Hometown

I’ve never known how to write this piece. How do you write about all you’ve ever known? How do you write about the clone town you’ve skirted around your entire life, with the same shops as the next town, in the same order with the same stock and the same staff? I wonder why people think the highstreet is dying? Anyways, I’ve never found the words for this. How do you describe the town you go to school in, where you take the bus that never fails to come late (or never comes at all)? The town with dust on the roads?

How do you describe a hometown that doesn’t feel like home?

After all this time in my house, even going to town feels more exciting that most things. You can forget what something feels like after so long without it, even if you’re still familiar with the motions. In particular, you can forget what it feels like when your father hauls you around the roundabout, going too fast (as always). You forget the head rush, and you forget instinctively gripping the hold in the door as the adrenaline surges through you; it’s unfamiliar to you now. You forget what it’s like to feel small among the buildings—they are warts and verrucas among the hills, rolling green on the outskirts of town. You walk through the square—past the Odeon that isn’t open and the restaurants closed for good, and you wonder if it’s even worth coming here anymore. Is it worth it, coming to a dead place?

In my geography class, big windows overlooking the grey and the dirty, we classify this town as a commuter town, as a garden town, as a town where there’s nothing to do. We see through promises with tired eyes, unhopeful that anything will ever change. Even if we move, we know we all have a tether to our home town. My geography teacher spends our lessons telling us the ways in which he has travelled. He tells us stories of Canada, New Zealand, places that now feel fantastical to the home-bound mind. In a series of emails, I ask him why he decided to move back here, to the dead town where he grew up.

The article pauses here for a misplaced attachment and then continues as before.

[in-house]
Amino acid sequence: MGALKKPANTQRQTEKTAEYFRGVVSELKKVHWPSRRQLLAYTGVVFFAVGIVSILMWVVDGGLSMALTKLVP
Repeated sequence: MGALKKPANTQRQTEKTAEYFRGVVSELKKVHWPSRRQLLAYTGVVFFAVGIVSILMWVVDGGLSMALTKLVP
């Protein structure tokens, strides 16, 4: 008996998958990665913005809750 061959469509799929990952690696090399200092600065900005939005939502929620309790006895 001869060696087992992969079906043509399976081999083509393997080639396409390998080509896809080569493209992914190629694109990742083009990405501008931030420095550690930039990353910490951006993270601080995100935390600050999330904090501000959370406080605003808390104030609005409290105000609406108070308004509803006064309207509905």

In response, he just tells me to see the world. Say where and move further. He tells me he moved back here to be closer to his family and in the same breath, he tells me to run.

Holly Zijderveld (she/her) is a writer, student, and avid collector of assorted paper items, currently living in the UK. This piece was inspired from her thoughts about moving away from the place she grew up, and the bittersweet feelings that come with it, especially during the COVID-19 pandemic. If you want to read more of her work, check out her website at hollyzijderveld.carrd.com, or find her on Twitter @hollyzijderveld

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